@user495470's answer is correct for the question posed. The problem is neither
shred really make sense for modern systems.
This is mostly due to SSDs. Unlike magnetic disks, modern TRIM-enabled disks automatically clear deleted data in the background.
SSD's also perform wear leveling. This makes attempts to "over-write" a file both futile (you'll be writting to a different physical location) and undesirable (it needlessly contributes to disk wear).
All Macs that come with an SSDs have TRIM enabled.
The other problem the file system, specifically journaled file systems, which can keep a copy of data elsewhere before it's written out.
Even on magnetic media this can cause problems for both
All users [..] should be aware that srm will only work on file systems that overwrite blocks in place. In particular, it will NOT work on [..] the vast majority of journaled file systems.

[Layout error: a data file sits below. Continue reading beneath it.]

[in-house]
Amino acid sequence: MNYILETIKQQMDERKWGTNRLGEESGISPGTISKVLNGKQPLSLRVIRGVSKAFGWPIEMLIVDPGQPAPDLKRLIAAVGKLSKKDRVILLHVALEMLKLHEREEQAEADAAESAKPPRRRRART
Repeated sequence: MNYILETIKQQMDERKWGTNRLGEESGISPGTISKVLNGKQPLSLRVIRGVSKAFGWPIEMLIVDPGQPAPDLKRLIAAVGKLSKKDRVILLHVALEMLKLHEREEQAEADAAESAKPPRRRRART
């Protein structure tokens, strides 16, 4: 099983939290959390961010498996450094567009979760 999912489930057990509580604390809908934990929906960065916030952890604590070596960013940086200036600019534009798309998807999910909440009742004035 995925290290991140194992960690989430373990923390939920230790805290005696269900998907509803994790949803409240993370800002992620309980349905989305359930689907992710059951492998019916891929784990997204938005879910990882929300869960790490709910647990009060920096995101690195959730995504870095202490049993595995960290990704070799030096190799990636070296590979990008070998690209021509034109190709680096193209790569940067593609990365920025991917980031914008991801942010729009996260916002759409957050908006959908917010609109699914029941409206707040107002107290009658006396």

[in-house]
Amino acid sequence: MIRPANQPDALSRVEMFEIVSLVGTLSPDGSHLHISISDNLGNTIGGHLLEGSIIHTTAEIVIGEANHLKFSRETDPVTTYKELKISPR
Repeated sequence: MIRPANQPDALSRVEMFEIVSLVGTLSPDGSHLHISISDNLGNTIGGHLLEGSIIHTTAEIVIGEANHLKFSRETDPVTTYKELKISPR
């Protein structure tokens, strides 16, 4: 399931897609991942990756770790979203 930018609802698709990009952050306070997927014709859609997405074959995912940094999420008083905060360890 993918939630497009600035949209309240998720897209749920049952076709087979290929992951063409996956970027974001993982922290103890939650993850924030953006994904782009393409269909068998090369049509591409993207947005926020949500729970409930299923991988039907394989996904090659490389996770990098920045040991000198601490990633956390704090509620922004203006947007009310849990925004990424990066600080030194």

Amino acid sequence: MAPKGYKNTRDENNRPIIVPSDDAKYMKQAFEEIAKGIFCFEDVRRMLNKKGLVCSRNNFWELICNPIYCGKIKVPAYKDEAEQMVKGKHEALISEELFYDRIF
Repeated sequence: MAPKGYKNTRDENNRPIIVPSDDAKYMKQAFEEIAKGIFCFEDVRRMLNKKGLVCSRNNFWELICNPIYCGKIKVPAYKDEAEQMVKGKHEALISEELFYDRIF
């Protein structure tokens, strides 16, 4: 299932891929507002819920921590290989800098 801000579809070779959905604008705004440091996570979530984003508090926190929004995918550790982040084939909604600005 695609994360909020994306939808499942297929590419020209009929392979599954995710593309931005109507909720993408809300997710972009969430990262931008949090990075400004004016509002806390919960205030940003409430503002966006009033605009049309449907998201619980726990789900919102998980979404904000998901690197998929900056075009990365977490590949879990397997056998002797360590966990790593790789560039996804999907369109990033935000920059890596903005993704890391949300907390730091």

[..] shred relies on a very important assumption: that the file system overwrites data in place. [..] many modern file system designs do not satisfy this assumption. Exceptions include: Log-structured or journaled file systems [..]
HFS Plus volumes are journaled by default since Mac OS X v10.3.
These days, the best way to securely "deleted" files is to enable FileVault (so they're never write disk unencrypted in the first place) then just delete them and let TRIM sort it out.
If, by stroke of misfortune, you're on a magnetic medium, have journalling disabled and, for some reason, can't encrypt the disk, you're options are:
rm -P which overwrites files with
0x00, and then
brew install coreutils && gshred secrets.txt)
srm has been removed from
homebrew-core but someone's published a tap here that works (ie.
brew install khell/homebrew-srm/srm && srm secrets.txt)
- Physical destruction of the medium :)